|Title||Predicting complications in pre-eclampsia: external validation of the fullPIERS model using the PETRA trial dataset.|
|Publication Type||Journal Article|
|Year of Publication||2014|
|Authors||Akkermans, J, Payne, BA, von Dadelszen, P, Groen, H, de Vries, J, Magee, LA, Mol, B, Ganzevoort, J|
|Journal||Eur J Obstet Gynecol Reprod Biol|
|Date Published||2014 Aug|
|Keywords||Eclampsia, Female, Fetal Growth Retardation, HELLP Syndrome, Humans, PIERS, Pre-Eclampsia, Predictive Value of Tests, Pregnancy, Pregnancy Outcome, Prognosis, Prospective Studies, Risk Factors, ROC Curve|
OBJECTIVE: The internally validated fullPIERS model predicts adverse maternal outcomes in women with pre-eclampsia within 48h after eligibility. Our objective was to assess generalizability of this prediction model.
STUDY DESIGN: External validation study using prospectively collected data from two tertiary care obstetric centers.
METHODS: The existing PETRA dataset, a cohort of women (n=216) with severe early-onset pre-eclampsia, eclampsia, HELLP syndrome or hypertension-associated fetal growth restriction was used. The fullPIERS model equation was applied to all women in the dataset using values collected within 48h after inclusion. The performance (ROC area and R-squared) of the model, risk stratification and calibration were assessed from 48h up to a week after inclusion.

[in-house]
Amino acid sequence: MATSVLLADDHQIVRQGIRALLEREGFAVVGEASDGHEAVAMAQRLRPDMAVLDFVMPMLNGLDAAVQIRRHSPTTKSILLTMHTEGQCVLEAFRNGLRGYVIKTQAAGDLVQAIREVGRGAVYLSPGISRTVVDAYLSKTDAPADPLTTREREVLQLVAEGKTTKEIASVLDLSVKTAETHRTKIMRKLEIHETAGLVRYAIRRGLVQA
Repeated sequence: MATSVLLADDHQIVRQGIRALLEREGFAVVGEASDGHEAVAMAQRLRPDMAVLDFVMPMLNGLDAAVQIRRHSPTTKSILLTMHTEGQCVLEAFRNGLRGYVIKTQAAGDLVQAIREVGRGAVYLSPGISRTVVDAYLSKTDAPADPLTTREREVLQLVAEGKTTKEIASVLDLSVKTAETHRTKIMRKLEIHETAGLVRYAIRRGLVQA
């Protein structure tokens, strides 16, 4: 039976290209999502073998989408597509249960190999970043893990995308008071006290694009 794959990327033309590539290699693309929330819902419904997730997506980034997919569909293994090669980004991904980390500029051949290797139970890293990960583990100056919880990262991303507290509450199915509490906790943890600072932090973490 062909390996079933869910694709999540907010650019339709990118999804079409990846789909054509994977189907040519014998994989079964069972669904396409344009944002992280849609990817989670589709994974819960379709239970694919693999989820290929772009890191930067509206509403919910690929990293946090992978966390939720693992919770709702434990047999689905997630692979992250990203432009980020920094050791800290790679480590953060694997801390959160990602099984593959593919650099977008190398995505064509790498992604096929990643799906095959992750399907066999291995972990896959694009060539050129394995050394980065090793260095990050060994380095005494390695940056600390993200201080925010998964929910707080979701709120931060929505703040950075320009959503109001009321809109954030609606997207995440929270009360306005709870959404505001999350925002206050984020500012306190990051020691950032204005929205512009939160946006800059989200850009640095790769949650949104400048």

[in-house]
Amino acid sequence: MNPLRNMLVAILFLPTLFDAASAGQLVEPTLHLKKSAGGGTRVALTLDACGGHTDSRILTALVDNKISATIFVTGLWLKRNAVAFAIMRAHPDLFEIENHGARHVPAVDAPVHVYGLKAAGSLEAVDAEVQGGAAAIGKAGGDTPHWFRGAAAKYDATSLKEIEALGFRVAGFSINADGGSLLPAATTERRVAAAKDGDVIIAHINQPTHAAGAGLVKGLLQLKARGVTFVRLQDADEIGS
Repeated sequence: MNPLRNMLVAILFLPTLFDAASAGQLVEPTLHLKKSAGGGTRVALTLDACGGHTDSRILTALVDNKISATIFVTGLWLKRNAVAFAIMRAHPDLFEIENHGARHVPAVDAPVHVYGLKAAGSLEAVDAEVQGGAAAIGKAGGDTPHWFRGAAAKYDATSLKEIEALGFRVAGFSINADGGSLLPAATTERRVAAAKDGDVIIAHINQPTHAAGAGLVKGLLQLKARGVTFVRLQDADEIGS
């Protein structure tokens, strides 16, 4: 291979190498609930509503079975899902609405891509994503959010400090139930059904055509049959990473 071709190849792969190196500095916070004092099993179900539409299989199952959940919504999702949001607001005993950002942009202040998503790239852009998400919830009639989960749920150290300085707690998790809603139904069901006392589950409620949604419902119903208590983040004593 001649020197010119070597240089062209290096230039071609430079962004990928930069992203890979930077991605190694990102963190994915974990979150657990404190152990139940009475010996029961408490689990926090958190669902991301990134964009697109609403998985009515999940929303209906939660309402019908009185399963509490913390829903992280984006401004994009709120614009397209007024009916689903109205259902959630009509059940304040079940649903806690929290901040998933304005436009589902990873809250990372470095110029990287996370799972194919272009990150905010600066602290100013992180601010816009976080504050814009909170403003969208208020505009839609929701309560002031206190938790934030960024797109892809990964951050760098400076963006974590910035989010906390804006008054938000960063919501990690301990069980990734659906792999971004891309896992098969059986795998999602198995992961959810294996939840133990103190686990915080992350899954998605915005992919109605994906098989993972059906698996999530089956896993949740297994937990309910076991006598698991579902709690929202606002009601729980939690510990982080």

RESULTS: Of 216 women in the PETRA trial, 73 (34%) experienced an adverse maternal outcome(s) at any time after inclusion. Adverse maternal outcome was observed in 32 (15%) cases within 48h and 62 (29%) within 7 days after inclusion. The fullPIERS model predicted adverse maternal outcomes within 48h (AUC ROC 0.97, 95% CI: 0.87-0.99) and up to 7 days after inclusion (AUC ROC 0.80, 95% CI: 0.70-0.87).
CONCLUSIONS: The fullPIERS model performed well when applied to the PETRA dataset. These results confirm the usability of the fullPIERS prediction model as a 'rule-in' test for women admitted with severe pre-eclampsia, eclampsia, HELLP syndrome or hypertension-associated fetal growth restriction. Future research should focus on intervention studies that assess the clinical impact of strategies using the fullPIERS model.
|Alternate Journal||Eur. J. Obstet. Gynecol. Reprod. Biol.|